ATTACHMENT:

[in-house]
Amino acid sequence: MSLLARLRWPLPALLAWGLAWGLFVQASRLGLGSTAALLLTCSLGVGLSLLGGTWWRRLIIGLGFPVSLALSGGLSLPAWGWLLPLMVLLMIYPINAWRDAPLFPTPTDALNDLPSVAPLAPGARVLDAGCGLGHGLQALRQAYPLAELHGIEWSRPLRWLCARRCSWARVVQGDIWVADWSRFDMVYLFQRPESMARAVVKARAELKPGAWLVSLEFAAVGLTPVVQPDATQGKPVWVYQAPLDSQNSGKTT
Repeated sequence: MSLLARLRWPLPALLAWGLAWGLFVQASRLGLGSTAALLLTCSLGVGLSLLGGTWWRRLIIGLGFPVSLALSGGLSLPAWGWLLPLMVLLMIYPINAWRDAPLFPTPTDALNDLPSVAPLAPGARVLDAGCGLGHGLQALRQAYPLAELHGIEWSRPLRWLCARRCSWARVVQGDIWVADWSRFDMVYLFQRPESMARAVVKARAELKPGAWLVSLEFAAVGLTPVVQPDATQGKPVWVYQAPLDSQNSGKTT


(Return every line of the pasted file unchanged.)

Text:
[in-house]
Amino acid sequence: MSLLARLRWPLPALLAWGLAWGLFVQASRLGLGSTAALLLTCSLGVGLSLLGGTWWRRLIIGLGFPVSLALSGGLSLPAWGWLLPLMVLLMIYPINAWRDAPLFPTPTDALNDLPSVAPLAPGARVLDAGCGLGHGLQALRQAYPLAELHGIEWSRPLRWLCARRCSWARVVQGDIWVADWSRFDMVYLFQRPESMARAVVKARAELKPGAWLVSLEFAAVGLTPVVQPDATQGKPVWVYQAPLDSQNSGKTT
Repeated sequence: MSLLARLRWPLPALLAWGLAWGLFVQASRLGLGSTAALLLTCSLGVGLSLLGGTWWRRLIIGLGFPVSLALSGGLSLPAWGWLLPLMVLLMIYPINAWRDAPLFPTPTDALNDLPSVAPLAPGARVLDAGCGLGHGLQALRQAYPLAELHGIEWSRPLRWLCARRCSWARVVQGDIWVADWSRFDMVYLFQRPESMARAVVKARAELKPGAWLVSLEFAAVGLTPVVQPDATQGKPVWVYQAPLDSQNSGKTT